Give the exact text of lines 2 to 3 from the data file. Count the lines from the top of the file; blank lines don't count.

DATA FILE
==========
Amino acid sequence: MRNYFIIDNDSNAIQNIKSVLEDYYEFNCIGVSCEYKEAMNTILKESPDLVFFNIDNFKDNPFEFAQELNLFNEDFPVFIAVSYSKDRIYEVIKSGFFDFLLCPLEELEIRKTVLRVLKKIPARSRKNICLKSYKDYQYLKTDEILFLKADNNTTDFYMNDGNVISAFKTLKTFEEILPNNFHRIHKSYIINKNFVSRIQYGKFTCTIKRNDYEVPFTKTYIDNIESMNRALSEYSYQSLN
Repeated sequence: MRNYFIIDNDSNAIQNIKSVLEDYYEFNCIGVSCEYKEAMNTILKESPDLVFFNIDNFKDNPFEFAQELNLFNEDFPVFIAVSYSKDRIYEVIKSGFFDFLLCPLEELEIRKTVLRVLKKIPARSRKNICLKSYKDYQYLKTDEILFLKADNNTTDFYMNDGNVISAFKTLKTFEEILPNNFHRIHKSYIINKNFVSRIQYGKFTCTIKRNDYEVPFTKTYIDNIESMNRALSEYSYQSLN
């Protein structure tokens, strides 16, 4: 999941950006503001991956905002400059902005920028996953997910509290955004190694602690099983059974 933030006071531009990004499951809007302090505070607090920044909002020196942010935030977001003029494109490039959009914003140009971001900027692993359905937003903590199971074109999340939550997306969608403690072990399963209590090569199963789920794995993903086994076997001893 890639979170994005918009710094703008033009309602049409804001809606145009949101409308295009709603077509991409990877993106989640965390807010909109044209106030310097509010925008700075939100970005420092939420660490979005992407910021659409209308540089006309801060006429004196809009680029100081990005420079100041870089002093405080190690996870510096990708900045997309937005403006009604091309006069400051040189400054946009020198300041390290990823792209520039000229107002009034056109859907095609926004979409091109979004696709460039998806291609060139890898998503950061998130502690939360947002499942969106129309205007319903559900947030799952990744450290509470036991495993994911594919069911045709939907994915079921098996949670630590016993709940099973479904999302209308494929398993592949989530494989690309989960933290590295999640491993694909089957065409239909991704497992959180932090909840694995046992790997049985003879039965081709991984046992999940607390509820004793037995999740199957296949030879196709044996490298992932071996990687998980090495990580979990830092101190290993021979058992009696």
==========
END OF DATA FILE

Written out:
Repeated sequence: MRNYFIIDNDSNAIQNIKSVLEDYYEFNCIGVSCEYKEAMNTILKESPDLVFFNIDNFKDNPFEFAQELNLFNEDFPVFIAVSYSKDRIYEVIKSGFFDFLLCPLEELEIRKTVLRVLKKIPARSRKNICLKSYKDYQYLKTDEILFLKADNNTTDFYMNDGNVISAFKTLKTFEEILPNNFHRIHKSYIINKNFVSRIQYGKFTCTIKRNDYEVPFTKTYIDNIESMNRALSEYSYQSLN
């Protein structure tokens, strides 16, 4: 999941950006503001991956905002400059902005920028996953997910509290955004190694602690099983059974 933030006071531009990004499951809007302090505070607090920044909002020196942010935030977001003029494109490039959009914003140009971001900027692993359905937003903590199971074109999340939550997306969608403690072990399963209590090569199963789920794995993903086994076997001893 890639979170994005918009710094703008033009309602049409804001809606145009949101409308295009709603077509991409990877993106989640965390807010909109044209106030310097509010925008700075939100970005420092939420660490979005992407910021659409209308540089006309801060006429004196809009680029100081990005420079100041870089002093405080190690996870510096990708900045997309937005403006009604091309006069400051040189400054946009020198300041390290990823792209520039000229107002009034056109859907095609926004979409091109979004696709460039998806291609060139890898998503950061998130502690939360947002499942969106129309205007319903559900947030799952990744450290509470036991495993994911594919069911045709939907994915079921098996949670630590016993709940099973479904999302209308494929398993592949989530494989690309989960933290590295999640491993694909089957065409239909991704497992959180932090909840694995046992790997049985003879039965081709991984046992999940607390509820004793037995999740199957296949030879196709044996490298992932071996990687998980090495990580979990830092101190290993021979058992009696």